Citing an online relationship between a Japanese woman and a purported United States Army captain stationed in Syria, the Federal Bureau of Investigations says it has arrested over 70 Nigerians for stealing at least $46 million through fraudulent means.
Through an international social network for digital pen pals, the FBI said the relationship grew into an internet romance of over 10 months of daily email exchanges.
It ended with the woman becoming $200,000 poorer and on the verge of bankruptcy after borrowing money from her sister, ex-husband and friends to help a certain Capt. Terry Garcia with his plan to smuggle diamonds out of Syria.
In reality however, there were no diamonds and there was no Garcia as he was part of an elaborate scam hatched by an international ring of cyber thieves operating mainly out of Los Angeles and Nigeria.
Announcing an indictment charging 80 people with stealing at least $46 million through various schemes which targeted businesses, the elderly and anyone susceptible to a romance scam on Thursday, US federal authorities said the Japanese woman, known only as FK in court papers was fleeced by the suspects, most of whom are Nigerians.
“We believe this is one of the largest cases of its kind in US history. We are taking a major step to disrupt these criminal networks,” US Attorney, Nick Hanna told a news conference.
Paul Delacourt, the Assistant Director in charge of the FBI’s Los Angeles office said the investigation began in 2016 with a single bank account and one victim and grew to encompass victims who were targeted in the US and around the world.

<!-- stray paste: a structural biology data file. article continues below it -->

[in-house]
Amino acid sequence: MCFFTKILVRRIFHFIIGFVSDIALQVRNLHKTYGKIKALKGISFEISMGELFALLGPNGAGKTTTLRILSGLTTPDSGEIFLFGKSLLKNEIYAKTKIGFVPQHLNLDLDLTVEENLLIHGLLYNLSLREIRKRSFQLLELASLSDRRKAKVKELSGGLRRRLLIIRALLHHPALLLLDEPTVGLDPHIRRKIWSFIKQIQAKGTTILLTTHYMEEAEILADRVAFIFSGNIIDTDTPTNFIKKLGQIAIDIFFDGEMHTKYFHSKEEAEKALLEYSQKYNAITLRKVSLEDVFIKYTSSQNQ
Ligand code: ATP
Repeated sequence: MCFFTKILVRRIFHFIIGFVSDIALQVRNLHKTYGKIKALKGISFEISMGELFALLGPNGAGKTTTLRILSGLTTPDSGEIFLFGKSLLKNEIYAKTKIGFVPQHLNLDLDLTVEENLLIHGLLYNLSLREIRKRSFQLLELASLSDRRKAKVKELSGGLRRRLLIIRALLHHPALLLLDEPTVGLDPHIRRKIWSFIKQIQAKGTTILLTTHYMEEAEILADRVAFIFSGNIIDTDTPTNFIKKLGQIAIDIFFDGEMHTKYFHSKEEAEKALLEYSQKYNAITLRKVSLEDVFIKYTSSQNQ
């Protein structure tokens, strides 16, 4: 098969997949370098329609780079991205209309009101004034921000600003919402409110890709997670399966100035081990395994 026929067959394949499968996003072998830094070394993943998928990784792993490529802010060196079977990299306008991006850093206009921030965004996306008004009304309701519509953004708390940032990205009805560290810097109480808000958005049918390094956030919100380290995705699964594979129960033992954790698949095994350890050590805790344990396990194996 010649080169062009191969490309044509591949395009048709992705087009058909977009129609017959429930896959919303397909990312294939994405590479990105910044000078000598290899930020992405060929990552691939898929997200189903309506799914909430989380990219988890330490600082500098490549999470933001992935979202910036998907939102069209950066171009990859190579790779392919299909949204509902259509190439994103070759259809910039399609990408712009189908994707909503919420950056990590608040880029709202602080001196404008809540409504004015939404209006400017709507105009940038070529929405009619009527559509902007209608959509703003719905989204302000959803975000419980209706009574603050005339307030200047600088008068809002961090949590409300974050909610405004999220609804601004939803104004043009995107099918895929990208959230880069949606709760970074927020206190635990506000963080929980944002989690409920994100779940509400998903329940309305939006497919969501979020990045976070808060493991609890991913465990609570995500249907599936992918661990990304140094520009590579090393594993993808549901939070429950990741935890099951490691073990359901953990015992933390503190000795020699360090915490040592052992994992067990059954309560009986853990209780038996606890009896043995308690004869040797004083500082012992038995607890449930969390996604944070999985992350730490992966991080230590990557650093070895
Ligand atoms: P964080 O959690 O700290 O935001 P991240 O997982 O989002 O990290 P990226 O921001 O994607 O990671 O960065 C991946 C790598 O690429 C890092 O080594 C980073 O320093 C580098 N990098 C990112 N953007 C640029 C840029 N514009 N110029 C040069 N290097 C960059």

“FK was and is extremely depressed and angry about these losses. She began crying when discussing the way that these losses have affected her,” the FBI said.
Her relationship began innocently in March 2016 with an email but soon ‘Garcia’ made romantic overtures, telling her they could not talk by phone because he was not allowed to use one in Syria.
Therefore, a stream of emails were exchanged between the love birds, with FK using Google to translate his English into her Japanese. A month into the relationship, Garcia told her he found a bag of diamonds in Syria and then began introducing her to his associates, starting with a Red Cross representative who told her Garcia had been injured but had given him the box containing the diamonds.
FK ultimately made 35 to 40 payments, receiving as many as 10 to 15 emails a day directing her to send money to accounts in the US, Turkey and the United Kingdom through the captain’s many purported associates.
The FBI said the fraudsters even threatened her with arrest if she did not continue to pay and at one point, she travelled to Los Angeles because she was told a Russian bank manager had embezzled more than $33,000 of her funds.
Authorities arrested 14 defendants Thursday, mostly in the Los Angeles area. They were then processed in a downtown Los Angeles parking lot before they were arraigned in federal court. It was not immediately known if they had attorneys who could speak on their behalf.
All the suspects face charges of conspiracy to commit fraud, conspiracy to launder money and aggravated identity theft. Some of them have also been charged with additional offenses relating to fraud and money laundering.